Credits: 6 intermediate credits in Political Science or in International Relations or in Sociology & Anthropology or in Modern History
Authors: Yair Auron, Alek Epstein, Lydia Aran, Arnon Gutfeld, Eitan Ginsburg, Ariel Horowitz, Israel Charny, Gilad Margalit, Benyamin Neuberger, Hadas Friedman
The overall aim of the course is to impart information about genocide and to develop the student’s ability to analyze it as a historical phenomenon, particularly with respect to cases of mass extermination that took place in the 20th century. One of the specific aims of the course is to raise students’ sensitivity to this aspect of humanity and to encourage them to examine their personal view of the issue. Even when we lack all the answers, we must try to understand why, how and when acts of genocide are perpetrated. Thus, the course examines who is involved in these acts; the immediate, local, regional and international circumstances under which they are committed; and the historical processes, approaches and forces that led to their occurrence. We will also try to understand how political regimes decide, even today, that the way to solve a real or virtual conflict with another group is by eliminating its members.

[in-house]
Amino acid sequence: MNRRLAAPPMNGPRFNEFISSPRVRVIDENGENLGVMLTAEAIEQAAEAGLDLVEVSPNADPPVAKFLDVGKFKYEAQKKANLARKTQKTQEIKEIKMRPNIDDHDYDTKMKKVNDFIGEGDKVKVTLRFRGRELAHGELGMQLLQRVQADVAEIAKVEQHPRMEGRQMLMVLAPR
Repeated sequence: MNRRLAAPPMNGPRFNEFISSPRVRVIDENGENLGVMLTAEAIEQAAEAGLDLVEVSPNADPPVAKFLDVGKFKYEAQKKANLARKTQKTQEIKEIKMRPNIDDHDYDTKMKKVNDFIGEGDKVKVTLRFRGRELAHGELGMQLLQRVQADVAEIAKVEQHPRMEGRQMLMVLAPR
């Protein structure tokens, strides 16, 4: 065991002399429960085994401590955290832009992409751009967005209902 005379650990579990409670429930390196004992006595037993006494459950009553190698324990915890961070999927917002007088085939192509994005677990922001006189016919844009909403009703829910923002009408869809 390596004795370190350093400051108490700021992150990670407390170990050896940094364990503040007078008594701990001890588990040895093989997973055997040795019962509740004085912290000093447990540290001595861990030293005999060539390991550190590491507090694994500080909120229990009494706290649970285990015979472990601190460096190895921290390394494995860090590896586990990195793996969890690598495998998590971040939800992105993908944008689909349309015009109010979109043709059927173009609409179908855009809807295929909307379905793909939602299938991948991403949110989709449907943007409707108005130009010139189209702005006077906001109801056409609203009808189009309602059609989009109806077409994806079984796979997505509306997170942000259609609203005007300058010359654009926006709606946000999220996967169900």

Topics: Thoughts on the inconceivable: Theoretical aspects of genocide research; Genocide in the “Land of the Free”: Indians in North America – 1776-1890; The Armenian genocide: Forgetting and denial; Nazi Germany and the Gypsies; Rwanda 1994: Genocide in the “Land of a Thousand Hills”; Tibet 1950-2000: Destruction of culture; Political and ethnic cleansing in the Soviet Union, 1918-1953; Destruction: The annihilation of the Jews by Nazi Germany; So as not to be among the silent: Resistance, prevention and rescue; The annihilation of the Indians in South America.